By Daniel Kohn
By Imade Nibokun
By Arrissia Owen
By Lilledeshan Bose
By Sarah Bennett
By Adam Lovinus
By Jena Ardell
By Nate Jackson
Jesse Michaels wrote the lyrics for Operation Ivy's 26 songs when he was a teenager. They're earnest, angry and scrambling for a foothold in an era defined by greed and a punk scene marred by violence. They're also so indelible that the Bay Area quartet's 1989 album, Energy, remains required listening for every generation of fist-pumping, disaffected youth. Of course, Michaels was just the singer, and Op Ivy's fusion of furious punk and bouncy ska was equally responsible for their songs' endurance decades beyond their brief career.
The band's self-titled disc has been around since 1991, when Lookout! Records paired Energy with the "Hectic" 7-inch and two songs from a compilation. It was remastered at the time by John Golden and Op Ivy producer Kevin Army. Now it's emerged on Hellcat, the label of Op Ivy guitarist and later Rancid front man Tim Armstrong. It's got the same packaging, only in digipak this time, and has been remastered by Gene Grimaldi (NOFX, Pennywise), sounding fuller and less tinny, but not too different otherwise.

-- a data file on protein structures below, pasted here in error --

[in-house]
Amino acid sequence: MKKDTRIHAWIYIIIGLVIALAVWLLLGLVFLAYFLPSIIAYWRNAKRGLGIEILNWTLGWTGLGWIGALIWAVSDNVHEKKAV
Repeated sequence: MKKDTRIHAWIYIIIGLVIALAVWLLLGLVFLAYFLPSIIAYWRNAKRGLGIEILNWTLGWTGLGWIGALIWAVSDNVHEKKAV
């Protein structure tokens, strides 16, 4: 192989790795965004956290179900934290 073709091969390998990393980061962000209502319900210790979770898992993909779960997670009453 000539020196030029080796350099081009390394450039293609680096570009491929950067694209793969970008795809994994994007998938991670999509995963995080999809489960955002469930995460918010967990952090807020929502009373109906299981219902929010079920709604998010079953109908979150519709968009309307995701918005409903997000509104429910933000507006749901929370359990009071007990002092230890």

So we're left with the songs, which have aged well. They're short and simple, but run the gamut from playful to pissed. The opening "Knowledge" seethes with frustration, while the following track, "Sound System," is a warm ode to music as escape. "Bad Town" is still the brightest spot, all hook, horns, harmonies and soulful lyrics about the underbelly of punk. "Freeze Up" somehow tackles political rhetoric, urban decay and American warmongering with a light touch.
That was Operation Ivy's greatest feat: smuggling social conscience and scene commentary into two-minute blasts of propulsive fun. The more ska-influenced songs may be the most infectious, but the gritty punk ones cut just as deep, whether you're hearing them for the first time or the thousandth.